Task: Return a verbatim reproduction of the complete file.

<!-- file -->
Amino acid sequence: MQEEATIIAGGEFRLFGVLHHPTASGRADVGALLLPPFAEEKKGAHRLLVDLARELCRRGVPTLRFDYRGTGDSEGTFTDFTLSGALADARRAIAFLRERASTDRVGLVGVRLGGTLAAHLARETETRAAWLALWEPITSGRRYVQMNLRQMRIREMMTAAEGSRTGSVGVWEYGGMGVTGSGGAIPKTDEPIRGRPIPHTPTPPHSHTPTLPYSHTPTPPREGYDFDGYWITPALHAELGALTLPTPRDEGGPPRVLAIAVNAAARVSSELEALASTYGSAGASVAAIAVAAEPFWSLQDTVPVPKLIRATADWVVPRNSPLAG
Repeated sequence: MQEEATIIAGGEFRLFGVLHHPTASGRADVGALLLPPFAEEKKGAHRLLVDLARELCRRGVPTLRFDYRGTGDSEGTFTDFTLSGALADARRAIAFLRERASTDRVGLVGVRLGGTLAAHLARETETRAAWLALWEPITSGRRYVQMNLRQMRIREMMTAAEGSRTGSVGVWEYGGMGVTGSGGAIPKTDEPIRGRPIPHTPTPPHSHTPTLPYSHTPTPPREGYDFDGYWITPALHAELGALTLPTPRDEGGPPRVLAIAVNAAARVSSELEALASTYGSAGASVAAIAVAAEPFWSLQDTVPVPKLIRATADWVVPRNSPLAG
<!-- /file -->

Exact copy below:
Amino acid sequence: MQEEATIIAGGEFRLFGVLHHPTASGRADVGALLLPPFAEEKKGAHRLLVDLARELCRRGVPTLRFDYRGTGDSEGTFTDFTLSGALADARRAIAFLRERASTDRVGLVGVRLGGTLAAHLARETETRAAWLALWEPITSGRRYVQMNLRQMRIREMMTAAEGSRTGSVGVWEYGGMGVTGSGGAIPKTDEPIRGRPIPHTPTPPHSHTPTLPYSHTPTPPREGYDFDGYWITPALHAELGALTLPTPRDEGGPPRVLAIAVNAAARVSSELEALASTYGSAGASVAAIAVAAEPFWSLQDTVPVPKLIRATADWVVPRNSPLAG
Repeated sequence: MQEEATIIAGGEFRLFGVLHHPTASGRADVGALLLPPFAEEKKGAHRLLVDLARELCRRGVPTLRFDYRGTGDSEGTFTDFTLSGALADARRAIAFLRERASTDRVGLVGVRLGGTLAAHLARETETRAAWLALWEPITSGRRYVQMNLRQMRIREMMTAAEGSRTGSVGVWEYGGMGVTGSGGAIPKTDEPIRGRPIPHTPTPPHSHTPTLPYSHTPTPPREGYDFDGYWITPALHAELGALTLPTPRDEGGPPRVLAIAVNAAARVSSELEALASTYGSAGASVAAIAVAAEPFWSLQDTVPVPKLIRATADWVVPRNSPLAG